The waves between South Beach and Virginia Key (near Key Biscayne) were threatening. For five decades, the Miami International Boat Show had been anchored at the venerable Miami Beach Convention Center.
Then an announced move to a new location some 16 nautical miles south prompted mounting ripples of contention. Both the City of Miami and the National Marine Manufacturers Association, organizer of the boat show, came under attack by Key Biscayne officials over environmental concerns stemming from the expected crowds totaling roughly 100,000 people. The move was prompted by expansion of the convention center, which would have reduced the boat show by 75 percent.
Now following lengthy debate, along with permit approvals from Miami-Dade County Board of Commissioners, Florida Department of Environmental Protection and the Army Corps of Engineers, the 75th Progressive Miami International Boat Show is on — set for Feb. 11 to 15 at the Miami Marine Stadium Park and Basin.
In conjunction, Strictly Sail Miami is scheduled at the same site as last year, the Miamarina at Bayside.
As you might expect, the boat show is highlighted by everything from powerboats, cruise liners and yachts to runabouts and fishing trawlers. In addition, the show features the newest boating technologies, gear and accessories, among numerous other items in the marine and boat industries. The Miami Marine Stadium, renovated by the City of Miami for approximately $16 million, will accommodate 1,200 boats, while a newly built, adjacent marina will have space for another 700 boats.
Meanwhile, Strictly Sail Miami encompasses more than 125 sailboats, dozens of daily seminars and the latest in sailing, with access from Miami Marine Stadium Park & Basin via free water taxi or shuttle bus service. In all, there will be roughly 600,000 square feet of exhibitor space displaying marine products at the two sites.
“This will be a beautiful show,” says Cathy Rick-Joule, vice president of boat shows at the National Marine Manufacturers Association. “A blank slate really provides you the opportunity to build the show you want versus living with the boundaries of a building. … This will basically be a one-stop shop.”
The backdrop of the big show is a robust boating scene nationwide, with Florida squarely in the middle. Approximately 90 million Americans went boating last year, according to the NMMA, and Florida ranks third among states in activity. Fishing is the No. 1 recreational boating activity nationwide, followed by water sports. Florida, of course, factors significantly in each.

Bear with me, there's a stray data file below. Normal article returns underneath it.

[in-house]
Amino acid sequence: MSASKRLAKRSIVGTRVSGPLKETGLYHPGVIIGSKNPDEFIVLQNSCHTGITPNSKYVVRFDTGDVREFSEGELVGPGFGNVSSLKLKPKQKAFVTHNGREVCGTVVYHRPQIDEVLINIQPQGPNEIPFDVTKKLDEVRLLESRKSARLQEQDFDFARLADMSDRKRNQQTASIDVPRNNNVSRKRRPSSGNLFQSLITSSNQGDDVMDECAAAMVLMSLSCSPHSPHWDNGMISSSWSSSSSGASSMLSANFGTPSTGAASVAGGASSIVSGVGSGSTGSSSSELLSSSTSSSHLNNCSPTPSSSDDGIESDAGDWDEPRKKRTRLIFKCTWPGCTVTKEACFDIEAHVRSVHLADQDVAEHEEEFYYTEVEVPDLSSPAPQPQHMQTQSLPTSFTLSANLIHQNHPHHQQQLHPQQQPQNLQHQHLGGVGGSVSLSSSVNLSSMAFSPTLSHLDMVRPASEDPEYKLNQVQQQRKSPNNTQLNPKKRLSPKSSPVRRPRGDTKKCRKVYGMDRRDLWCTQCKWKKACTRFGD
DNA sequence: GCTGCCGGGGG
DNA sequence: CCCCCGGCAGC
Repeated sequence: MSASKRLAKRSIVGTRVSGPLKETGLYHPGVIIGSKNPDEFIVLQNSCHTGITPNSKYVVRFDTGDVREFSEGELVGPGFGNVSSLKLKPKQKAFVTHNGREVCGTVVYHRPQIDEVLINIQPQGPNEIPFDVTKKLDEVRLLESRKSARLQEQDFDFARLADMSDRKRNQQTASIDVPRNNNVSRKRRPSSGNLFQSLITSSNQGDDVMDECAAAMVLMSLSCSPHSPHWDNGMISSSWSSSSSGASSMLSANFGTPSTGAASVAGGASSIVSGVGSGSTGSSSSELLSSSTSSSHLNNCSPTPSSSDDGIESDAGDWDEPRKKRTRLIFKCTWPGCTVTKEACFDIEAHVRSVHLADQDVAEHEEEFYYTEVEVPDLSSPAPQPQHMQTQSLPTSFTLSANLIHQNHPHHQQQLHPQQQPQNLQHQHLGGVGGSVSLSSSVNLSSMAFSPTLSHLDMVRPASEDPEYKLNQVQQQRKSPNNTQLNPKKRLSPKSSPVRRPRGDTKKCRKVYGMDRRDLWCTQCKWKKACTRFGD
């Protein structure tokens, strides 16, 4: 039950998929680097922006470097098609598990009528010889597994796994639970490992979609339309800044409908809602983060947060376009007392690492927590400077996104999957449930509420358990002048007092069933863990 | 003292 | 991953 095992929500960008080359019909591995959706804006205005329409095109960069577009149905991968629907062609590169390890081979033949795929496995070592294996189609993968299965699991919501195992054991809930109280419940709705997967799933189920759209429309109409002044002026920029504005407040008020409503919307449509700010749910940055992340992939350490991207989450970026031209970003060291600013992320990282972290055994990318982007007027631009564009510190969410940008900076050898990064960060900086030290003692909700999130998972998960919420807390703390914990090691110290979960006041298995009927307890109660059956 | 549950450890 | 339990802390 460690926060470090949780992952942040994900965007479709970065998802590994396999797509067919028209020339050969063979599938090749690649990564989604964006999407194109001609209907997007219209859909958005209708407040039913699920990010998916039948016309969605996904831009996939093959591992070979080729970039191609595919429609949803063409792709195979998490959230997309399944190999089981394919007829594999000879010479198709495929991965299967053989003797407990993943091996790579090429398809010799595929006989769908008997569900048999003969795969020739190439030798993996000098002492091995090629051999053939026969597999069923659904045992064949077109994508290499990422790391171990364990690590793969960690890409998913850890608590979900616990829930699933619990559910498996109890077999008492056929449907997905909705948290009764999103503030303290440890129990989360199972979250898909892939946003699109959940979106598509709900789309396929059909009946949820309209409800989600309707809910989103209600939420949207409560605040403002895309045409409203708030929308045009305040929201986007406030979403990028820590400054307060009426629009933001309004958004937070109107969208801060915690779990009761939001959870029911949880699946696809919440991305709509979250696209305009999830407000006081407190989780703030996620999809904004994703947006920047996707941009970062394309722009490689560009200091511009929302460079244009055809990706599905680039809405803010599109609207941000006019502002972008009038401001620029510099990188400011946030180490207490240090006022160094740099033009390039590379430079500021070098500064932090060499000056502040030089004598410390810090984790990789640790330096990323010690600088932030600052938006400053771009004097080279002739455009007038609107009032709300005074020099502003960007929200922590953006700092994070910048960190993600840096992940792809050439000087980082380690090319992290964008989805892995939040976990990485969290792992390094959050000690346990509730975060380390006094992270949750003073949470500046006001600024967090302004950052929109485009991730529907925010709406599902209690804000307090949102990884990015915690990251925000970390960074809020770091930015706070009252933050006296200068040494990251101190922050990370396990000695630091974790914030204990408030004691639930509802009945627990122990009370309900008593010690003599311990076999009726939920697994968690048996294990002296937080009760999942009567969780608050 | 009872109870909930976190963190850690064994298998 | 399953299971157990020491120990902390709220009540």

U.S. expenditures on boats, engines, accessories and related costs equaled $35.4 billion in 2014. (2015 statistics weren’t available). Notably, Florida ranked first in total expenditures for new powerboats, outboard engines, trailers and aftermarket accessories.
More specifically, U.S. sales for new traditional powerboats increased 6.4 percent; sales for new sailboats rose more than 33 percent; and new personal watercraft sales were up more than 21 percent. Recreational boating has a statewide annual economic impact of $10.3 billion.
You get the picture. Pretty smooth sailing out of previously turbulent economic waters.
Not coincidentally, the impact of the Miami International Boat Show roars like a Super Air Nautique G23. The estimated annual jolt to Florida’s economy is $597 million in Florida (nearly twice more than hosting a Super Bowl). Out-of-town visitors are expected to spend $83 million during the five-day show, which directly supports an estimated 6,500 jobs. They arrive from all 50 states and more than 80 countries; 25 percent of attendees are international.
“It’s staggering,” comments Rick-Joule.
Big business. Fun too.
Take that Nautique G23, which garnered Wakeboarding Boat of the Year and Wakesurfing Boat of the Year in 2014 from Wakeboarding Magazine. The 2016 version of the G23 puts technology at your fingertips, literally, with an all-new LINC Touch system that enables you to simply push buttons.
Users can customize settings on the fly and save them in a personalized profile that stores and automatically engages, for example, their preferred speed.
In addition, Nautique’s surf system is integrated with WAVEPLATE® technology, giving surfers the ability to create a wave on either side of the boat. When deployed, the WAVEPLATE extends outward and down, intercepting and redirecting the flow of water to form a surf wave. Also, waves can be customized with variable intensity settings that adjust wave steepness and shape by controlling exactly how much the plate is engaged.
This is surfing, not wakeboarding or waterskiing.
More tech innovation — from manufacturers like Sea Ray, Boston Whaler, Sea Hunt and Scarab — comes in the form of Axius joystick piloting for full 360-degree, controlled movement. The system is designed for twin-engine fishing boats measuring 25 feet and more. There are also autopilot features and touchscreens, along with SmartCraft® technology, a suite of digital technologies that are fully integrated and coordinated.
Just don’t use autopilot to get to the show. Instead, head to the Rickenbacker Causeway then look to the water.